Author Topic: 2007 NEW JERSEY MID-WINTER WATERFOWL SURVEY RESULTS  (Read 6348 times)

Meadowmucker

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2007 NEW JERSEY MID-WINTER WATERFOWL SURVEY RESULTS
« on: June 11, 2007, 06:00:33 PM »
2007 NEW JERSEY MID-WINTER WATERFOWL SURVEY RESULTS

Prepared by:
Ted Nichols
New Jersey Division of Fish and Wildlife
Waterfowl Ecology and Management Program

"When the plane banks around, open those windows and let some cool air in or we're going to pass out in here."

Where do you think this quote came from: a sauna or summer mute swan survey?  Wrong! It was January 4, 2007 in New Jersey during the Mid-Winter Waterfowl Survey (MWS).  On that afternoon, the temperature soared into the mid-60's, and with a cloudless sky and large, bubble windows, the cockpit of the US Fish and Wildlife Service's Partenavia P-68 Observer became like a bake-oven.

During January, the Department of Environmental Protection’s, Division of Fish and Wildlife completed New Jersey’s portion of the Atlantic Flyway MWS.  This survey, designed to track long-term trends of waterfowl species wintering along the Atlantic coast, has been conducted annually during January since 1955. Professional pilots fly Division biologists over important waterfowl wintering areas in the state where these biologists identify and estimate the number of waterfowl sighted.
   
The MWS is conducted simultaneously in all Atlantic Flyway states to measure the abundance and distribution of wintering waterfowl in the flyway. This survey is one of the most important long-term surveys used to monitor the status of waterfowl, particularly American black ducks, Atlantic brant, and tundra swans.  New Jersey is the single most important wintering ground in North America for black ducks and Atlantic brant.

The New Jersey portion of the 2007 MWS was completed December 31 through January 12.  Priority was given first to Atlantic brant wintering areas on the Atlantic coast and to key black duck wintering areas both on the coast and in Delaware Bay marshes. Mild winter temperatures resulted in a complete lack of ice in tidal marshes and relatively little ice in northern New Jersey lakes.  A lack of ice coverage resulted in logging more airtime to get complete segment coverage.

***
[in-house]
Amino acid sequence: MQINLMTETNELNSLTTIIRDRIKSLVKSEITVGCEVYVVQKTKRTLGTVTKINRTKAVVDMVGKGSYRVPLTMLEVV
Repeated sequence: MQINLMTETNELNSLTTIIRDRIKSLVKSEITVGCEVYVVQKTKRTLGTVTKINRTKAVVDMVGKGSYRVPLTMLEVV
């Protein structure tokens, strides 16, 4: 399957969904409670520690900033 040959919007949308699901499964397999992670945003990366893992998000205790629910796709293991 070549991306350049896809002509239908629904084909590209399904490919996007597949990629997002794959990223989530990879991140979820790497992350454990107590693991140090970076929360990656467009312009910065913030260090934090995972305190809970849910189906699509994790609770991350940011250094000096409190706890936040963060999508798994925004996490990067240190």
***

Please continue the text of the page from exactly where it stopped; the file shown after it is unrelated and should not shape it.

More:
In 2007, 522,967 waterfowl of 29 different species were counted.  This total is 12% below the past 10-year average and 6% below the 2006 MWS.  In an average year, about 15% of the total waterfowl in the Atlantic Flyway are counted in New Jersey. Important species where a significant portion of the Atlantic Flyway total are generally counted in New Jersey include: Atlantic brant (65%), black ducks (40%), snow geese (25%), Canada geese (25%), bufflehead (25%), mute swans (20%), mallards (20%), and scaup (10%). The 2007 MWS count in New Jersey for these major waterfowl species with comparisons to their latest 10-year average were as follows: Atlantic brant 67,305 (-30%), black ducks 88,750 (unchanged), snow geese 139,875 (+56%), Canada geese 116,160 (-40%), bufflehead 22,665 (+30%), mute swans 2,087 (+17%), mallards 23,155 (-23%) and scaup 26,310 (-41%). 

The 2007 MWS was conducted at a time when the eastern US was experiencing one of the mildest winters on record.  Species abundance in New Jersey reflected these mild conditions.  For example, green-winged teal, although abundant during the fall migration, tend to be less numerous during the MWS following cold weather events that typically occur by early January.  In 2007, the green-winged teal count (11,485) was a record high.  Likewise, several species of diving ducks that usually are not abundant until significant cold weather occurs (i.e. goldeneye, canvasback, and scaup), were down significantly. Aerial surveys in the Great Lakes revealed above average abundance for these species during January. Also in New Jersey, Canada goose numbers were the lowest observed since 1992 despite the abundance of Resident Population geese and the rebound of Atlantic Population Canada geese.  Reports were that significant numbers of Canada geese remained in southern Canada and other areas to the north that usually see mass exodus of geese by late December.

 
« Last Edit: June 20, 2007, 05:42:44 PM by Meadowmucker »
Regards
John

fishex99

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Re: 2007 NEW JERSEY MID-WINTER WATERFOWL SURVEY RESULTS
« Reply #1 on: March 02, 2011, 01:19:29 AM »
All opinion in this matter. Interesting. I think it would be useful to someone many people. Thanks for the info. ;D

fishex99

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Re: 2007 NEW JERSEY MID-WINTER WATERFOWL SURVEY RESULTS
« Reply #2 on: March 02, 2011, 01:32:18 AM »
All opinion in this matter. Interesting. I think it would be useful to someone many people. Thanks for the info.